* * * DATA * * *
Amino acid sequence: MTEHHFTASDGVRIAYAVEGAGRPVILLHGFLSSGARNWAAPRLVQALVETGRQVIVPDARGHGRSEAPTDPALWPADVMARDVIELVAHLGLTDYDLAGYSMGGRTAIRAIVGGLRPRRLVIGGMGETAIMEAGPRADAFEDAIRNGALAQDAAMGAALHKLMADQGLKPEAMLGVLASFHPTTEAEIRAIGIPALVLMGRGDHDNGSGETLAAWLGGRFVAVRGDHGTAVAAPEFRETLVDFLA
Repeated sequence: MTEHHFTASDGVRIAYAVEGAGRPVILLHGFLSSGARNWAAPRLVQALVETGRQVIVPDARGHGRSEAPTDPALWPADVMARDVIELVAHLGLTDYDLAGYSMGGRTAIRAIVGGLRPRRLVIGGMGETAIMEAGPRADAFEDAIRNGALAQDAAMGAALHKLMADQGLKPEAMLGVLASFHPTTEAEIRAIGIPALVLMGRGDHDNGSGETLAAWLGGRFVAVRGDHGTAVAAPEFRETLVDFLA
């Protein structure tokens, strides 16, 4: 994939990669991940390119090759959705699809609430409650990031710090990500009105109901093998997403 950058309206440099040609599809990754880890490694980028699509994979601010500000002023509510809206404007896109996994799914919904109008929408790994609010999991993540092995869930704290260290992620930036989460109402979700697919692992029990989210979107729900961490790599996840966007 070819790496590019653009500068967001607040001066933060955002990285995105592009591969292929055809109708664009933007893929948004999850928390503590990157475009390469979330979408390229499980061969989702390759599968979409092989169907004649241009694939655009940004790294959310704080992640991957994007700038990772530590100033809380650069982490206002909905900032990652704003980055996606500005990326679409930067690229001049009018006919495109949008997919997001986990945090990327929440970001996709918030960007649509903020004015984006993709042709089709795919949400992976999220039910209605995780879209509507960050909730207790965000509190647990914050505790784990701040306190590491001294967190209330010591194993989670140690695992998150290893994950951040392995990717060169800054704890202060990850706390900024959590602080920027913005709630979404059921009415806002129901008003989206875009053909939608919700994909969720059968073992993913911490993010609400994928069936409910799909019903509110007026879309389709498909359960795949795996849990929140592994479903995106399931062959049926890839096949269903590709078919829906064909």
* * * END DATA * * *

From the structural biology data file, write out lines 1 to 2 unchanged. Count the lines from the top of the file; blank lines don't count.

Amino acid sequence: MTEHHFTASDGVRIAYAVEGAGRPVILLHGFLSSGARNWAAPRLVQALVETGRQVIVPDARGHGRSEAPTDPALWPADVMARDVIELVAHLGLTDYDLAGYSMGGRTAIRAIVGGLRPRRLVIGGMGETAIMEAGPRADAFEDAIRNGALAQDAAMGAALHKLMADQGLKPEAMLGVLASFHPTTEAEIRAIGIPALVLMGRGDHDNGSGETLAAWLGGRFVAVRGDHGTAVAAPEFRETLVDFLA
Repeated sequence: MTEHHFTASDGVRIAYAVEGAGRPVILLHGFLSSGARNWAAPRLVQALVETGRQVIVPDARGHGRSEAPTDPALWPADVMARDVIELVAHLGLTDYDLAGYSMGGRTAIRAIVGGLRPRRLVIGGMGETAIMEAGPRADAFEDAIRNGALAQDAAMGAALHKLMADQGLKPEAMLGVLASFHPTTEAEIRAIGIPALVLMGRGDHDNGSGETLAAWLGGRFVAVRGDHGTAVAAPEFRETLVDFLA